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Designated Dad

Right at the miracle of birth, when a new, unmarried father is dazed and proud, the state wants him to sign on the dotted line. The birth certificate? No. A form naming him legal father for future support.


Maria Martinez is never sure how the new, unwed mothers will respond to her visit. So, as the medical records technician makes her morning rounds on the maternity ward at Queen of Angels-Hollywood Presbyterian Medical Center, she tries to make her message friendly, positive and brief.

"I'm going to give you a paternity form," she tells one mother, still dazed from childbirth. "It's just for the father to declare that he's the biological father of the baby and that he's willing to have responsibility for the baby."

Hours after birth, the mother in a fog, the father drunk with pride, what better time to step in and ask unwed parents to sign papers establishing legal paternity? Yet today, as usual, her efforts appear to be an uphill proposition.

One mother says that it sounds like a good idea but that the father wasn't expected that day: "He went camping."

Another says she thought the father might sign the paper because he was happy he finally had a girl baby. But then again, he might not because he already has to pay child support for a 6-year-old son with another woman.

These are the front lines of contemporary social work, and this is the Paternity Opportunity Program, California's struggling version of federally mandated efforts to catch unwed fathers fast and early before they disappear.

Reconnecting absent dads with their children is at the heart of current social reforms, and paternity establishment has become a popular and relatively inexpensive way to go about it. After 18 months of being implemented in all hospitals in the state, 28,000 fathers have voluntarily signed the forms that establish a legal presumption of fatherhood, according to state officials. Still, that represents only 10% of the increasing number of children born outside marriage--now one-third of all births in the U.S.

Program supporters are counting on fathers to be much more likely to acknowledge paternity in those magical hours after childbirth. If they commit then, it is hoped they will be more likely to begin a pattern of responsible parental behavior--and save the state money on child support enforcement and welfare.

Says Los Angeles Deputy Dist. Atty. Bill Schwartz: "It's a good moment to give him the opportunity to declare himself as the father. As time passes, the relationship deteriorates, people drift apart. He begins to wonder if he was the only one."


In Los Angeles County, 51,000 of the district attorney's 730,000 child support cases are welfare cases with unknown fathers. An additional 200,000 are considered uncollectable because of insufficient information, a representative says.

In poorer communities, many fathers have become "underground fathers," afraid that public exposure will cause welfare benefits to be lost to their children, says Ed Pitt, associate director of the Fatherhood Project in New York. At the same time, similar to middle-aged, married fathers, they are looking for signals of what's truly expected of them. Typically, it's the courts, schools and hospitals that give them the message.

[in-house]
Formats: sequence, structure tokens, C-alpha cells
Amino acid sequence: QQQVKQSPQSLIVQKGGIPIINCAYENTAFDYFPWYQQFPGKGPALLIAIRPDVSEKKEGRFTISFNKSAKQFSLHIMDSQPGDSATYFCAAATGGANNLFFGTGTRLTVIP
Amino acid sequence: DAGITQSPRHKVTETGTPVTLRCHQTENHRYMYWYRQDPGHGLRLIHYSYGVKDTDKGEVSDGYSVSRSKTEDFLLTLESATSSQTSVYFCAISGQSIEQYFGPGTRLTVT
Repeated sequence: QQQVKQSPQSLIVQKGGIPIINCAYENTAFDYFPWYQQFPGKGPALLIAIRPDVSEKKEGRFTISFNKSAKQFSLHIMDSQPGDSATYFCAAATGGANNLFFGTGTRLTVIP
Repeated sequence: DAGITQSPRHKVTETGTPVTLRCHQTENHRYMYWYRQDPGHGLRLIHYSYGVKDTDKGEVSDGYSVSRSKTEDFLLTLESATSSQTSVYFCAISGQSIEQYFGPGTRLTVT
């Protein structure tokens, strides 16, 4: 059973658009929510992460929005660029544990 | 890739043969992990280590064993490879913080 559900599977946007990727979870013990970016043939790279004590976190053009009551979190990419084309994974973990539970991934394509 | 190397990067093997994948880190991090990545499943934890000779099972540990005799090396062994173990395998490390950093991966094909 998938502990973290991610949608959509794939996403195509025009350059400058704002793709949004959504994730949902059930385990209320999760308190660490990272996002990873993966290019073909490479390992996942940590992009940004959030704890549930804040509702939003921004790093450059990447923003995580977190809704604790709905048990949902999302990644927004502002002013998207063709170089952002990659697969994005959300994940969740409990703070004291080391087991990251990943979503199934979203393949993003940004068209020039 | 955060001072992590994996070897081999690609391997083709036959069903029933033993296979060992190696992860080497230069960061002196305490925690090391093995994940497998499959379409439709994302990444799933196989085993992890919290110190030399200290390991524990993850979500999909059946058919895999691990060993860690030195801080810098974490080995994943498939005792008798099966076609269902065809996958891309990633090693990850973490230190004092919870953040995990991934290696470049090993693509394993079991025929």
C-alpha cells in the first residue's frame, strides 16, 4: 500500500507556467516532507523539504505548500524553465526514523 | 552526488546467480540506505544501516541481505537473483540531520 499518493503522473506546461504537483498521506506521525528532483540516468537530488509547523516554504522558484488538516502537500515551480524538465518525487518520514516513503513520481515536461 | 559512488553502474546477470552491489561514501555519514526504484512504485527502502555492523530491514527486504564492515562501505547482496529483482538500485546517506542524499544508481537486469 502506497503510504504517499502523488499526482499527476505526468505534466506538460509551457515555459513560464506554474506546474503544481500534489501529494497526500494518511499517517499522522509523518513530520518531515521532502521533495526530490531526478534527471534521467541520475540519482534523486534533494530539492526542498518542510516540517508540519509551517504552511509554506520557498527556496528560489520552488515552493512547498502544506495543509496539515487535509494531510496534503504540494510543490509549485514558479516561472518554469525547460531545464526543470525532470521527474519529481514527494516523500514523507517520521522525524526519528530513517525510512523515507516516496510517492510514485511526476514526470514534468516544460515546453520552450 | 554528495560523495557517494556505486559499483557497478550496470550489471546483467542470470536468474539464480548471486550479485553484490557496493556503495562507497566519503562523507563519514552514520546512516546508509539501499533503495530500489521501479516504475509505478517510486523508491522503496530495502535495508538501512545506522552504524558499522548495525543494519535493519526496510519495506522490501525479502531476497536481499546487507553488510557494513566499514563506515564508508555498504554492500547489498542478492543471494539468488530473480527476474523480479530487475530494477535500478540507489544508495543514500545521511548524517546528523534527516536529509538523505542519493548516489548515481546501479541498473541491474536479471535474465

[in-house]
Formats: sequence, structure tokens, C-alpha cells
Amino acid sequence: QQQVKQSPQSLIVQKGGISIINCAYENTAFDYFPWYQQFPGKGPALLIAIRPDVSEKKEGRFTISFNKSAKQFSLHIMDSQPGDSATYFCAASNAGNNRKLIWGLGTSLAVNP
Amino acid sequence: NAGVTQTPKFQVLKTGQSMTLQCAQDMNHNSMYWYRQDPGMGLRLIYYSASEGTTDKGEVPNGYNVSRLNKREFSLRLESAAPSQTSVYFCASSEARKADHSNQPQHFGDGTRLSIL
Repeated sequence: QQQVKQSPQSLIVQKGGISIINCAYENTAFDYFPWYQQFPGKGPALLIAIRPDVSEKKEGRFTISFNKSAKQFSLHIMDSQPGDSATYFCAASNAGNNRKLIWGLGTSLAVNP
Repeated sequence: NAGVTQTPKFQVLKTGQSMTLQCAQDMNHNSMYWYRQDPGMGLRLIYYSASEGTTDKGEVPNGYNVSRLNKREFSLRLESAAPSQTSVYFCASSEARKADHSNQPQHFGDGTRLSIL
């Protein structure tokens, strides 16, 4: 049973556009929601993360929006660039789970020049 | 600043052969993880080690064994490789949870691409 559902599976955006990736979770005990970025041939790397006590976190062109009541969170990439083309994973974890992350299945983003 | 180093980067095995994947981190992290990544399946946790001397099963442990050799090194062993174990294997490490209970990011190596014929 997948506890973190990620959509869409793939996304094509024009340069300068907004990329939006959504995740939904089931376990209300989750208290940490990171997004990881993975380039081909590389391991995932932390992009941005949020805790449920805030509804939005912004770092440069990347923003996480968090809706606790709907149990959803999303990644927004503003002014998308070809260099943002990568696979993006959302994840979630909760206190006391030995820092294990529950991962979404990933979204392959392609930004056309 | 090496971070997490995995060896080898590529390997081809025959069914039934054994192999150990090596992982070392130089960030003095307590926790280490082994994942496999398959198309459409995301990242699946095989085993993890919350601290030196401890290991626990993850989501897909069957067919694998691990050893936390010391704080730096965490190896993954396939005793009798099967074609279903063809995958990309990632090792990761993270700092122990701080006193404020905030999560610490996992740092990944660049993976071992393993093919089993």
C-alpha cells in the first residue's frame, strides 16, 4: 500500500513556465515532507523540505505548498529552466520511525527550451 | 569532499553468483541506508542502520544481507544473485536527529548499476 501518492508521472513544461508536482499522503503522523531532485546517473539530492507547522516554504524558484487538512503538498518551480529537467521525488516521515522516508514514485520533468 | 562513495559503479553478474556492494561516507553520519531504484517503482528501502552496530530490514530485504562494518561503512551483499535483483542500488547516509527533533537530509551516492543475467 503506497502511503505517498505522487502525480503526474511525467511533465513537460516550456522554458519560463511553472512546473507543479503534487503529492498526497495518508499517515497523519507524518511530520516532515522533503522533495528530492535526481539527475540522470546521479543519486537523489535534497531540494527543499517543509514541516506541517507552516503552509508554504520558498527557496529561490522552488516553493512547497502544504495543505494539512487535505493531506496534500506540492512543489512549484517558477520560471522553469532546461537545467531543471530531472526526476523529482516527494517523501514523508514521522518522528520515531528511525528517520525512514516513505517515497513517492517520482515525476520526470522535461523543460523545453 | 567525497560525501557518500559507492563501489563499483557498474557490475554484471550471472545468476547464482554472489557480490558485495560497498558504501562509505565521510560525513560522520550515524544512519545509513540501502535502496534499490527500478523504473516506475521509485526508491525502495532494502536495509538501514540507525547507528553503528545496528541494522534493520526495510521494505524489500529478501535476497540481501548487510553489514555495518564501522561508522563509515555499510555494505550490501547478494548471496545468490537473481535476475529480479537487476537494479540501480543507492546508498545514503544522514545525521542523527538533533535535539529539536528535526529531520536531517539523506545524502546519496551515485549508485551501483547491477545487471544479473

The POP program is one way society is showing fathers that the expectations are being raised, regardless of whether they are married or employed, says Eloise Anderson, director of the state Department of Social Services. "We need to rethink this thing about what parents are all about. We need to have a partnership," she says. "If they're not married, it doesn't mean they should not have partnerships around the children. . . .

"We know that if we have equal expectations of fathers and mothers financially, the child does better in terms of moving out of poverty. When fathers are engaged in the family financially, there is less and less of a need for the government to take over the role of what has historically been the father's role."

No one expects the program to turn casual inseminators into Bill Cosby, she says. But, "It's one more tool in the bag of tools we think we need as a society to make it better for our children."

The department's Declaration of Paternity is an official looking form in multicolored quintuplicate. It asks both mothers and fathers for their names, addresses and Social Security numbers. Under Section C ("Read This Section Before Signing"), it warns men that they will be liable for court-ordered child support, but informs them that they will also gain rights to seek custody and visitation or to agree to adoption.

Even if they sign it, the men currently have three years to challenge the form with a blood test before the declaration becomes legally binding. Pending revisions would reduce the period to 60 days.

Linda Patterson, a child support manager with the social services department, says the program is working "extremely well" nationwide but that California's results are far below the expected 35% signature rate.

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